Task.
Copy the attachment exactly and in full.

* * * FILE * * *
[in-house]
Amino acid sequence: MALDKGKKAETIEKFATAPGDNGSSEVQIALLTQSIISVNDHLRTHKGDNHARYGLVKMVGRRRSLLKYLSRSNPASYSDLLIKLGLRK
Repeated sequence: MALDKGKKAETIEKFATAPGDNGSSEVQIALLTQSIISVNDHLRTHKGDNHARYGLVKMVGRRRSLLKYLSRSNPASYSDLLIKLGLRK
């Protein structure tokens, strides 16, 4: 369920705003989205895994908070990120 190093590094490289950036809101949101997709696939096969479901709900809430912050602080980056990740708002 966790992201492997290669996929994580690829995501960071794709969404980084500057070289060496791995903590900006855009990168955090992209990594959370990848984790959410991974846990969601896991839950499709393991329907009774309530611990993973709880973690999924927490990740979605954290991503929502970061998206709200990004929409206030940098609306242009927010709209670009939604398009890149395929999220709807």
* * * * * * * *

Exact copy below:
[in-house]
Amino acid sequence: MALDKGKKAETIEKFATAPGDNGSSEVQIALLTQSIISVNDHLRTHKGDNHARYGLVKMVGRRRSLLKYLSRSNPASYSDLLIKLGLRK
Repeated sequence: MALDKGKKAETIEKFATAPGDNGSSEVQIALLTQSIISVNDHLRTHKGDNHARYGLVKMVGRRRSLLKYLSRSNPASYSDLLIKLGLRK
């Protein structure tokens, strides 16, 4: 369920705003989205895994908070990120 190093590094490289950036809101949101997709696939096969479901709900809430912050602080980056990740708002 966790992201492997290669996929994580690829995501960071794709969404980084500057070289060496791995903590900006855009990168955090992209990594959370990848984790959410991974846990969601896991839950499709393991329907009774309530611990993973709880973690999924927490990740979605954290991503929502970061998206709200990004929409206030940098609306242009927010709209670009939604398009890149395929999220709807």